Kicking It: The Magic Box Mystique

 

Last updated 4/23/2022 at 5:09pm



Elizabeth Youngman-Westphal

Special to The Village News

After my wedding ring, there is only one other sacred item in this household. It’s called “The Magic Box” and it belongs to the grandkids.

Here is how it started.

We moved to Fallbrook in 2014 to help my stepson’s family with new baby care. Our idea was we’d watch the lil’ guy once a week to ease the cost of babysitting. That was the idea. It worked out to be a lot more often and in exchange for our frequent devoted care we have been rewarded with priceless memories and a grandson that thinks I’m the cat’s meow.

That’s not to say that we didn’t open a bottle of bubbly annually on the last day of school when mommy was home for the summer. Naturally, there were other events throughout the months and following years that we found reason to knock back an adult libation. For instance, we did the happy-dance when he passed potty training…and we did quite a bit of high fiving when his two-year younger sister completed her diaper cycle as well.


Yet, the wildest party occurred last year at school’s end knowing full well we were off the hook for babysitting since the little princess was starting kindergarten in the fall of 2021.

Okay, we did over imbibe at that party. Officially, we had completed our tour of duty.

Of course, looking back, those are some of the sweetest days in recent memory. As it happened, the little darlings are now living across the street which means they have ample access to “mi casa es su casa.” Their home away from home.

As you might imagine, all did not run smoothly over the years. Truth be told, there were several instances over time which gave us pause. We did not feel we had the same authority to impose discipline like we would over our own kids, causing us to ponder the best way to keep these little mites in check.


We stumbled across redirection for those instances when our little guy became obstreperous, we decided to humor him through distraction. One of those interruptions routinely included watching “Curious George” on PBS. That is why it was only natural for ‘good boys’ to get ‘Curious George’ treats. It worked like ‘magic.’ That is until he complained to management about the monotony of his good behavior reward.

His request for diversity is how The Magic Box legend began. (In reality it is a bedraggled-yellow-7-year-old Curious George snack box that once contained small packets of gummy fruit treats.)

As one might imagine, Master Westphal learned quickly of the box’s location. That it was kept within his reach was an accident on our part. Yet, it worked. This now 8-year-old gent is a really good guy and all that followed over the ensuing months was copacetic until his younger sister found the location and the contents of it, The Magic Box.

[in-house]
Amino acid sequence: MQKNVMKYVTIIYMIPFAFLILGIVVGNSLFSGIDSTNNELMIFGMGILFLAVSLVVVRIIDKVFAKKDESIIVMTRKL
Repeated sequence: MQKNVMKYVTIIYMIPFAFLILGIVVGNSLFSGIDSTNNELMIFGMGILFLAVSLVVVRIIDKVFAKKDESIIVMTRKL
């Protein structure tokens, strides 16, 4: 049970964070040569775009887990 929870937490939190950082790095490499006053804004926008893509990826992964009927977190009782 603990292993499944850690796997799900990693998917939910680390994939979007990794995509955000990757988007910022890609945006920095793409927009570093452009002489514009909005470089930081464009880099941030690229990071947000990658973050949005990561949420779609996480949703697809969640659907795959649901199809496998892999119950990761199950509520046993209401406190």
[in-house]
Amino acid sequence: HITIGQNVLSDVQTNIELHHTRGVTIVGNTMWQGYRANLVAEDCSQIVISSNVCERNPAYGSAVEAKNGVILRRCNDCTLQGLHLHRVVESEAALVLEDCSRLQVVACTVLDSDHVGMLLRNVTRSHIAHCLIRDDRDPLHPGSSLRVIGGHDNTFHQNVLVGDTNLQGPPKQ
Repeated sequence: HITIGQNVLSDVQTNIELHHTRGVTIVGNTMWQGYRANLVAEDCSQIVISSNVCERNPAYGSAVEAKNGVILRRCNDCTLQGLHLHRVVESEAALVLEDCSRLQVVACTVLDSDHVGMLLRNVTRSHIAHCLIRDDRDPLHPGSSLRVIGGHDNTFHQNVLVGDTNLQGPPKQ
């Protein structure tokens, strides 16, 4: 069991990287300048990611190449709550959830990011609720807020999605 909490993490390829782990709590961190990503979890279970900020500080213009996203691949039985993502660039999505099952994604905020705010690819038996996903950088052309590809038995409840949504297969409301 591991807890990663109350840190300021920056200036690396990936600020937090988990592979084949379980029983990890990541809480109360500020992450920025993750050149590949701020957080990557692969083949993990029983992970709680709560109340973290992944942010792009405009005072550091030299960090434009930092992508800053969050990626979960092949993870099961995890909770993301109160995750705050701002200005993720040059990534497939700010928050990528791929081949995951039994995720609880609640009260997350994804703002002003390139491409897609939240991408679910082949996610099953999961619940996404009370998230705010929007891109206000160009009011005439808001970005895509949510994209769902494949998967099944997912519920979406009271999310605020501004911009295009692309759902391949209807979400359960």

Tutored under the wing of her now-much-wiser-and-older sibling, his 6-year-old sister is more skeptical than he was at the same age. Let it be said, she has also benefited from the wisdom of his enlightened 8-year-old guidance.

Predictably, the ritual has evolved into an expectation. Both of them no longer feel a treat is just reward for good behavior, but instead their inalienable right. Just the same when the box is found to be empty, my go-to explanation is “someone must have been naughty” after their knee jerk command “why aren’t there any snacks in here?”


Over time The Magic Box ante has gone up. They are no longer satisfied with low-cost goodies from the sale bin. They both prefer premium milk chocolate. The boy is the fussiest, refusing to taste anything with a nut in it. She, on the other hand, won’t touch a gummy fruit, but likes expensive butter mints; he, or course, won’t even touch his tongue to them.

It is not uncommon for these shifty kids to just pop down the hill under the guise of coming for a brief visit; when truth be told it is to snag a snack and scoot back across the street to go home. Just such an instance occurred during the long-boring days of Spring Break.


Our entitled petite 6-year-old priss escorted her overnight guest down to get the wink-wink, “green vegetable scraps for the chickens.” But we knew better having witnessed these acts of self-indulgence before. In reality their arrival was just a ploy to exploit the contents of The Magic Box while cleverly impressing her friend.

I know this for a fact since she sashayed in the front door, introduced her girlfriend, walked directly to The Magic Box, pulled out the two-chocolate bunny treats, gave one to her wide-eyed girlfriend, and headed back out the door.

It wasn’t until she was in the middle of the driveway that she remembered she’d forgotten the chicken scraps. Blush. Blush. She pshawed and came back inside to get the chicken scraps.

As one might suspect, often I have been accused of being the snack fairy. That pixie who fills The Magic Box. Naturally, I deny the accusations.

Regardless, these two moppets mock me with their too often shared, smug, sideways glances as they hum-hum under their breaths and arrogantly gaze at one another with the combined knowledge known only to themselves.

However, my recent trip to Anchorage did put a kibosh on their smugness. It has resulted in some of the fairy’s mystic powers being restored. After all, if LuLu is the fairy – how could she replenish the treats when she was in Alaska?

It has become the unsolved mystery of the ages. Or at least for the ages of these two 6 and 8-year-olds.

As it turns out, the mystery is still pondered, and with any luck, they’ll be bamboozled a bit longer to keep the miracle alive of who is The Magic Box fairy? One can only hope for the wonder to endure.

Elizabeth Youngman-Westphal can be reached at [email protected]

 

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